In the previous article, I discussed some basic principles of Reformed covenant theology (Covenant of Works vs. Covenant of Grace, substance vs. administration, etc.). I then provided a summary of how the New Covenant is described in scripture, with a particular emphasis on the times it was mentioned by the Old Testament prophets. To summarize, the New Covenant is new, it is eternal, it is wrapped up in a person, and it involves a true knowledge of God and His Law.
There are several more issues we should consider when attempting to determine if the Old and New Covenants have the same substance. (Here I must remind you that I am typically limiting the description “Old Covenant” in this discussion to the Mosaic Covenant, though I have no intention of ignoring the Abrahamic Covenant.) Today, I will consider another important question.
Did the Old and New Covenants have a similar membership?
The Mosaic Covenant was made with the people of Israel and their descendants by birth. It was essentially an ethnonational covenant. Like the Abrahamic Covenant before it, a major focus of the Mosaic Covenant was on offspring and households. This was what the Lord originally said to Abraham.
“I will establish my covenant between Me and you and your descendants after you throughout their generations for an everlasting covenant, to be God to you and to your descendants after you. I will give to you and to your descendants after you, the land of your sojournings, all the land of Canaan, for an everlasting possession; and I will be their God.”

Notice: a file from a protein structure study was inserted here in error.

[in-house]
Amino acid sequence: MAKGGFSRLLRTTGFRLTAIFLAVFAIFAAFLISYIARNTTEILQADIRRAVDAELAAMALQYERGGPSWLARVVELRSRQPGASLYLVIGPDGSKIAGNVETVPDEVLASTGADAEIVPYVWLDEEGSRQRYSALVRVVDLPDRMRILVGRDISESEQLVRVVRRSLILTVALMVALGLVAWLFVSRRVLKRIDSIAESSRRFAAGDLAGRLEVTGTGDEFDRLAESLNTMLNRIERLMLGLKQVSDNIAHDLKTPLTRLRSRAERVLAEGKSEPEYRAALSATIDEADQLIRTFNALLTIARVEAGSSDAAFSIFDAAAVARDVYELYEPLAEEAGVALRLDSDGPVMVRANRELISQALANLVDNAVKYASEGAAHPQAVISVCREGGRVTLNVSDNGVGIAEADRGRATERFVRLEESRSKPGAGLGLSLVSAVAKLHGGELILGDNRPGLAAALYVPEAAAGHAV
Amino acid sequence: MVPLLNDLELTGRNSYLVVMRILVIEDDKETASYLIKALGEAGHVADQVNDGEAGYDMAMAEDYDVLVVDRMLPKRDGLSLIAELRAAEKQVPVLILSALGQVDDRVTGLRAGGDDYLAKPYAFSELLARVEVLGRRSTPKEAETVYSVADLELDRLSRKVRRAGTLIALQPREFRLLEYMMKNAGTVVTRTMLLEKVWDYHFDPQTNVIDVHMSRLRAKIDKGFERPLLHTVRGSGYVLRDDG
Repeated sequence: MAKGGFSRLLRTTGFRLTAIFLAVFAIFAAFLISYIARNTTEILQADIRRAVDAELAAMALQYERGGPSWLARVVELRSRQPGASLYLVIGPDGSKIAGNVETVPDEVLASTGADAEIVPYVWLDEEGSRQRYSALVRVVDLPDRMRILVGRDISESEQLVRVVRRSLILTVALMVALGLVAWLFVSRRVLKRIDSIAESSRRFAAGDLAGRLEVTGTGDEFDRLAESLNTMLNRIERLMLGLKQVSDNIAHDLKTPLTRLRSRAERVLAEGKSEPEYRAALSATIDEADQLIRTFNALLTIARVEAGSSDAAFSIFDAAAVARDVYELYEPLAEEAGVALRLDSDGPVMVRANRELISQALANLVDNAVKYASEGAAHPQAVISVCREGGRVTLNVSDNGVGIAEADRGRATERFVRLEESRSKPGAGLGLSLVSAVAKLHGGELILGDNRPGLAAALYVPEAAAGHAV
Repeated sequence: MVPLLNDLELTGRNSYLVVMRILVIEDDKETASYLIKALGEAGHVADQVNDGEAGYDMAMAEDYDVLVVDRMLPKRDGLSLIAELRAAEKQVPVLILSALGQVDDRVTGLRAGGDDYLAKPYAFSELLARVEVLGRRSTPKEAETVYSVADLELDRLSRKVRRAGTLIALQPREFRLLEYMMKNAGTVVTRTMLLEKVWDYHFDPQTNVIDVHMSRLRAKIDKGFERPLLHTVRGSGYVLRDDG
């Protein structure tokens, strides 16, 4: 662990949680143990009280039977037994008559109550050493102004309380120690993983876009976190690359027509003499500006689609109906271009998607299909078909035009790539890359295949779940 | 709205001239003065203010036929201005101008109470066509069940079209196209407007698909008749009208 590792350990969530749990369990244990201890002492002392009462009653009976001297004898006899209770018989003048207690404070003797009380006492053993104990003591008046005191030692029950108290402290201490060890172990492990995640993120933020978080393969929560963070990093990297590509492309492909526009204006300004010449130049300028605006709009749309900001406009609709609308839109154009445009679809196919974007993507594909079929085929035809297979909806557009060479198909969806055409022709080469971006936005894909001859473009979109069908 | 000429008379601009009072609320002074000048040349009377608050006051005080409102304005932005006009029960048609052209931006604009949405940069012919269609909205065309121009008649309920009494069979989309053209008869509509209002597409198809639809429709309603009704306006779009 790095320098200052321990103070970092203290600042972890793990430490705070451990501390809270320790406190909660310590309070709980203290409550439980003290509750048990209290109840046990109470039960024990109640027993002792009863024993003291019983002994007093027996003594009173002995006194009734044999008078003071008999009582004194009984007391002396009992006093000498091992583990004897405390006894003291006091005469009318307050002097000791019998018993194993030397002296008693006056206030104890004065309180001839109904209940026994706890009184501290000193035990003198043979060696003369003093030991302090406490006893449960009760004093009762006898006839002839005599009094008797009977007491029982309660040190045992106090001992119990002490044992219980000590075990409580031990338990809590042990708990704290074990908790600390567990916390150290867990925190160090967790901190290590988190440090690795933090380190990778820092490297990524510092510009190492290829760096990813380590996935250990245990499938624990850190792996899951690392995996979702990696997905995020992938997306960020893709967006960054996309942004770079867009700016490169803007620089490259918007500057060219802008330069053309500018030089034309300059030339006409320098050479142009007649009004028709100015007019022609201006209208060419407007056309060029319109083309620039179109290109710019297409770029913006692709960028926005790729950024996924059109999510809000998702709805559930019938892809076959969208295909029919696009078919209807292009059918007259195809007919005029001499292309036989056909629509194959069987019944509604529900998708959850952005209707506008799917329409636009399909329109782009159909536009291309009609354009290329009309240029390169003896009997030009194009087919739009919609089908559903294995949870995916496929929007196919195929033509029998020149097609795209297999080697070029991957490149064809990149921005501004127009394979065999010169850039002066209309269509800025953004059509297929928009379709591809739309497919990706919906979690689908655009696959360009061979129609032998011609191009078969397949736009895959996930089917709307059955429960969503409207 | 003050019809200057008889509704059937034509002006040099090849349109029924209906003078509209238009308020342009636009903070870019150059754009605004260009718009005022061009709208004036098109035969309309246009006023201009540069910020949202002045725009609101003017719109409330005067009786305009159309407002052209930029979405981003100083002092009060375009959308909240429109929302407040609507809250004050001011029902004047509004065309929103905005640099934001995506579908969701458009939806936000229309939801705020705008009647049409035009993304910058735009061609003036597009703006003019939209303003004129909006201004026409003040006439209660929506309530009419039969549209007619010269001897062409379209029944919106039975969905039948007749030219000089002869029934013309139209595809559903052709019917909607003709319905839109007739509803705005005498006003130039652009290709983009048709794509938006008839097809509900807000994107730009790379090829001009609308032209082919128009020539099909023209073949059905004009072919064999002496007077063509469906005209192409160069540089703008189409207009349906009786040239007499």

This was part of the Abrahamic Covenant, but it was also looking forward to the Mosaic Covenant: the Law that would be given to Abraham’s descendants before they entered the Promised Land. In fact, the Exodus and the conquest of Canaan were prophesied in Genesis 15:12-21. Therefore, the ethnic character of the people of Israel, all of whom were Abraham’s physical descendants, continued into this new era of history.
There is no explicit mention in the Old Testament of how a person could convert to Judaism. We do see a few scattered cases of non-Jews effectively becoming Jews, such as Ruth. However, true conversions seem to have been rare, and they would have involved a change in national affiliation as well as religious affiliation. In general, the people of Israel were commanded not to take foreign spouses, though it did happen. The Talmud, an important Jewish religious text that was recorded after the destruction of the last Temple in 70 A.D./C.E., states that a convert to Judaism must be circumcised (if male) and immersed in a ritual bath. However, these practices are not actually recorded in scripture itself, apart from the fact that servants in a Jewish person’s household were to be circumcised and treated as part of the covenant people.
Not only were the people of God defined by physical descent from Abraham, but blessings and curses could be passed on from parents to children.